Some of these laws simply haven’t adapted well to modern technology. A warped development in copyright law has made it illegal in many countries to modify or even look at the software built into the products you own, even if you’re doing it for completely lawful purposes. Copyright’s legal reinforcement of digital locks, paired with extreme criminal penalties for infringement, has intimidated a generation of would-be researchers, tinkerers, and inventors. And ongoing expansions of copyright law are often decided in secret, closed-door meetings before the public is ever allowed to debate them 

Imbalanced copyright law—and overzealous enforcement—generally favors powerful voices that have a great deal of influence in culture. Extreme copyright laws can intimidate new types of creators, especially those who use new media techniques to criticize dominant culture or powerful entities. Online platforms that support new, independent creators can only thrive when they don’t risk severe legal repercussions for their users’ activities. Similarly, when only the most privileged members of society have access to up-to-date research, only those members can build on that research to create new ideas and inventions. That’s why EFF supports open access to research, so everyone can build on and contribute to our knowledge commons.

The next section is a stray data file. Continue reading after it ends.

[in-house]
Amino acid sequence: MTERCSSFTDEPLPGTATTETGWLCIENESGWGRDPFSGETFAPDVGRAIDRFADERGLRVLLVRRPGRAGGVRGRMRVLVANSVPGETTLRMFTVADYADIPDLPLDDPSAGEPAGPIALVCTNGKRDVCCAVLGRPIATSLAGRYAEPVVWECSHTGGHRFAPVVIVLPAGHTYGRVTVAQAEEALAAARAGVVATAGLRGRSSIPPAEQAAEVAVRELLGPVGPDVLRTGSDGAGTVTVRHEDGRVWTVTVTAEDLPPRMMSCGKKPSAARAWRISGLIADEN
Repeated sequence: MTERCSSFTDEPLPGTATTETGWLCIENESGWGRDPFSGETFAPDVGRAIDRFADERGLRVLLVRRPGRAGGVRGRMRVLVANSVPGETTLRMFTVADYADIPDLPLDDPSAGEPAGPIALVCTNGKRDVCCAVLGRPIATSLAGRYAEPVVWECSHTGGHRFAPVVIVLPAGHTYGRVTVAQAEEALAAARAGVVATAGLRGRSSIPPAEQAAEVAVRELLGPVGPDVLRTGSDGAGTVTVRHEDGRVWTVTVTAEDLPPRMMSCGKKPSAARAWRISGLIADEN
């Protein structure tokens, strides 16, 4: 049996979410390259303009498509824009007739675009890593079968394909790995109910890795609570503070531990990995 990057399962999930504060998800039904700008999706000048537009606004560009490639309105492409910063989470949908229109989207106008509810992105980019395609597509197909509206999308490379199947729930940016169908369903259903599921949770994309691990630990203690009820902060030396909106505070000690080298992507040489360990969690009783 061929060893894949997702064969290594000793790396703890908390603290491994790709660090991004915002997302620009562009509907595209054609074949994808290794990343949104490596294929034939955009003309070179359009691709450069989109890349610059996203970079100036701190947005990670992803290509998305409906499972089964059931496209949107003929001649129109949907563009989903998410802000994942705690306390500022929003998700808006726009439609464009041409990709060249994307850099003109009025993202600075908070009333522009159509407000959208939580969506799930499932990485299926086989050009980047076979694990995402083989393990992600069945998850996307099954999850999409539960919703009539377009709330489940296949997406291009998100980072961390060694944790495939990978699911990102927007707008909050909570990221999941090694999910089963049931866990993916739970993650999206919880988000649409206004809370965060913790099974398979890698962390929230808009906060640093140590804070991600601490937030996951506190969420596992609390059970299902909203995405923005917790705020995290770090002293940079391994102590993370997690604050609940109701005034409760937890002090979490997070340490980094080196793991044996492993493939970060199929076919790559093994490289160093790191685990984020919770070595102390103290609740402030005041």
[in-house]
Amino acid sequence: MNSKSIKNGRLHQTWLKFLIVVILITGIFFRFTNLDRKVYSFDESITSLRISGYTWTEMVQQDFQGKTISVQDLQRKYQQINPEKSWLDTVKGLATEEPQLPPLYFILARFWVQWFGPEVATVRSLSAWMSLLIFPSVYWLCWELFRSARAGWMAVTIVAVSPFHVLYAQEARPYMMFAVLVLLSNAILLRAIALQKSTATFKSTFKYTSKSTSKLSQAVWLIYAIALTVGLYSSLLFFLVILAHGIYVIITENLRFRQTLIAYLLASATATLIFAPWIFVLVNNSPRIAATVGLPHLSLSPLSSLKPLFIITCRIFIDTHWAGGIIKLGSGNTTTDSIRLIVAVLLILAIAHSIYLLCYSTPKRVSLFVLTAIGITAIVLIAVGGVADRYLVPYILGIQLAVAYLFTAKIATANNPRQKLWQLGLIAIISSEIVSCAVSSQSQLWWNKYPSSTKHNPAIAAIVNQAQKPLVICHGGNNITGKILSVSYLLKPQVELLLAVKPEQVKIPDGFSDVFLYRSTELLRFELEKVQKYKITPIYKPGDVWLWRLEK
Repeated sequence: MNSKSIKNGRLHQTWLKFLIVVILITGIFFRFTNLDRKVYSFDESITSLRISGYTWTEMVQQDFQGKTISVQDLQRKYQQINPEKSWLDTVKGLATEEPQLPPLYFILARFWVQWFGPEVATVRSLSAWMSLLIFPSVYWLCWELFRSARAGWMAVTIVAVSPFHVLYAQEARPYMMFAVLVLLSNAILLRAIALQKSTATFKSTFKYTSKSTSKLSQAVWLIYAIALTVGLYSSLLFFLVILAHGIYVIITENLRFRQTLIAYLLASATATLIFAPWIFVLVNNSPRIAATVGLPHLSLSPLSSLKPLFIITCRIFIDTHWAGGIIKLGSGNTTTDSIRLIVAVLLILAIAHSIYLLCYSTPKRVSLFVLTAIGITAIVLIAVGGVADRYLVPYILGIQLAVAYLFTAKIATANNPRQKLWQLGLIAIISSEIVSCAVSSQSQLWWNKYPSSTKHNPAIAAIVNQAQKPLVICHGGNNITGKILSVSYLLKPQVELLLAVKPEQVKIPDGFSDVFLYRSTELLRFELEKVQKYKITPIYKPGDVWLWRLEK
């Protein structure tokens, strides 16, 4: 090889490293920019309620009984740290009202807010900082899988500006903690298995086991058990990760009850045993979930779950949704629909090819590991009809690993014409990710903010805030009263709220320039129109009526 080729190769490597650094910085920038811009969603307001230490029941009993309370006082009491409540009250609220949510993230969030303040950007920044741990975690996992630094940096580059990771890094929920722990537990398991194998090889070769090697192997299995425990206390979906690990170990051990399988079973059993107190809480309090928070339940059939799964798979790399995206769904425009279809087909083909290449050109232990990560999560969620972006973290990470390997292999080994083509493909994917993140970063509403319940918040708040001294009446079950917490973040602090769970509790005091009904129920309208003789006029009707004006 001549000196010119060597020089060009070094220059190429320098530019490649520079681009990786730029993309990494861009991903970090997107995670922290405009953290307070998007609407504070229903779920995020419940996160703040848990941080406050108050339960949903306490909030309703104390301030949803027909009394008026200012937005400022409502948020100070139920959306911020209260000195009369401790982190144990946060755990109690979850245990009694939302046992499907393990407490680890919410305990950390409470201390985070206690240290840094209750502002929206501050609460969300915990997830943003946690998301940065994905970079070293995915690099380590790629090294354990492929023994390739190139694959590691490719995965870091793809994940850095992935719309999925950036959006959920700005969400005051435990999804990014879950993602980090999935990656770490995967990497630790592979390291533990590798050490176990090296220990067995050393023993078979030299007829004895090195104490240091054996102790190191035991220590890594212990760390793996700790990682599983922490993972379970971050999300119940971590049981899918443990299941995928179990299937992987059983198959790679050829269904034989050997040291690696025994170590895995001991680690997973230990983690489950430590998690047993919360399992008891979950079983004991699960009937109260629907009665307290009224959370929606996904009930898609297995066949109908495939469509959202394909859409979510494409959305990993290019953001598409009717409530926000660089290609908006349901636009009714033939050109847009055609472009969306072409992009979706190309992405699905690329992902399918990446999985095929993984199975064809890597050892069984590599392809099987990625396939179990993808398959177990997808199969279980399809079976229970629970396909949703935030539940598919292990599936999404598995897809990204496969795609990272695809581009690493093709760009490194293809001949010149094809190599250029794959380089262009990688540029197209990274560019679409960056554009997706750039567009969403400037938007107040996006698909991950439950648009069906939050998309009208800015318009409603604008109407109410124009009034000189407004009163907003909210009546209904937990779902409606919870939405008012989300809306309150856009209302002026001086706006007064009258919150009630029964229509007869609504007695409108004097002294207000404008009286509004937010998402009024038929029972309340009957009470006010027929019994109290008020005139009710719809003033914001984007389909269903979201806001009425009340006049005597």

Just as new voices can’t thrive if copyright law doesn’t recognize their rights, new players must also have access to the same resources as established ones. When Internet service providers can give preferential treatment to certain content or hardware companies, those technologies harden to the accelerating effect of competition and users can’t access new sources of information and innovative new services. EFF believes that Internet users should have the freedom to use technology however they like without service providers artificially restricting their experience.